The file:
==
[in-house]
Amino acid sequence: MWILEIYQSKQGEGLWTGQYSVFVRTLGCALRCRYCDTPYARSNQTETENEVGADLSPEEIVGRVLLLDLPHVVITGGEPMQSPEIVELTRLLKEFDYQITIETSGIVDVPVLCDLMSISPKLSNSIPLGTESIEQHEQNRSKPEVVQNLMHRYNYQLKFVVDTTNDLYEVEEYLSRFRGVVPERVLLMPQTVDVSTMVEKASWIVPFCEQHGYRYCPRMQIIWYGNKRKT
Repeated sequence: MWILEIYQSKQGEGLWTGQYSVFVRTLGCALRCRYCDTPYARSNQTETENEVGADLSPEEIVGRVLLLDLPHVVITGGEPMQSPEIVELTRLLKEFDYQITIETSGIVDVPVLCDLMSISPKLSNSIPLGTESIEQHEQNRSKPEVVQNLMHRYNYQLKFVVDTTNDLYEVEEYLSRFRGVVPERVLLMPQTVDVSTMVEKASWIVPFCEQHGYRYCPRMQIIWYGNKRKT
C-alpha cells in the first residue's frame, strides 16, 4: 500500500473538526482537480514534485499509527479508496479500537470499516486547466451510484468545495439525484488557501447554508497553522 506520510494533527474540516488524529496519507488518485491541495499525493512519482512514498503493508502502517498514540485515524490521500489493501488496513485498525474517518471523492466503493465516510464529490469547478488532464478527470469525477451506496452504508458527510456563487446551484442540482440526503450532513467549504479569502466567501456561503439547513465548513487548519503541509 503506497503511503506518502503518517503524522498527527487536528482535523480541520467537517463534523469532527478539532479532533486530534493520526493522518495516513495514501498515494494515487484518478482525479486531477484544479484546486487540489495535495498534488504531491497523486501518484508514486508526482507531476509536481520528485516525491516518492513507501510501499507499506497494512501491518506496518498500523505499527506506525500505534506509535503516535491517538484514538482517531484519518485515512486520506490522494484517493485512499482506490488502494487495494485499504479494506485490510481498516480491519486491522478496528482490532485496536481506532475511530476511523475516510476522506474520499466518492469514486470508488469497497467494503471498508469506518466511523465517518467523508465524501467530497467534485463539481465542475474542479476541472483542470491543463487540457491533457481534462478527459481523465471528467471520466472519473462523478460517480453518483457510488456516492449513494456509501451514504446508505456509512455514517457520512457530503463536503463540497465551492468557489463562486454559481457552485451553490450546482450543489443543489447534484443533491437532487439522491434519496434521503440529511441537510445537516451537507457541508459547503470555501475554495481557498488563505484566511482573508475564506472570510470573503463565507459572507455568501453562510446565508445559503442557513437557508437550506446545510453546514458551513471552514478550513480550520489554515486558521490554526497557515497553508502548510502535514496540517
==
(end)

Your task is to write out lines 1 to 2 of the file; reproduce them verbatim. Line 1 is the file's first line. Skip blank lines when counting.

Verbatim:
[in-house]
Amino acid sequence: MWILEIYQSKQGEGLWTGQYSVFVRTLGCALRCRYCDTPYARSNQTETENEVGADLSPEEIVGRVLLLDLPHVVITGGEPMQSPEIVELTRLLKEFDYQITIETSGIVDVPVLCDLMSISPKLSNSIPLGTESIEQHEQNRSKPEVVQNLMHRYNYQLKFVVDTTNDLYEVEEYLSRFRGVVPERVLLMPQTVDVSTMVEKASWIVPFCEQHGYRYCPRMQIIWYGNKRKT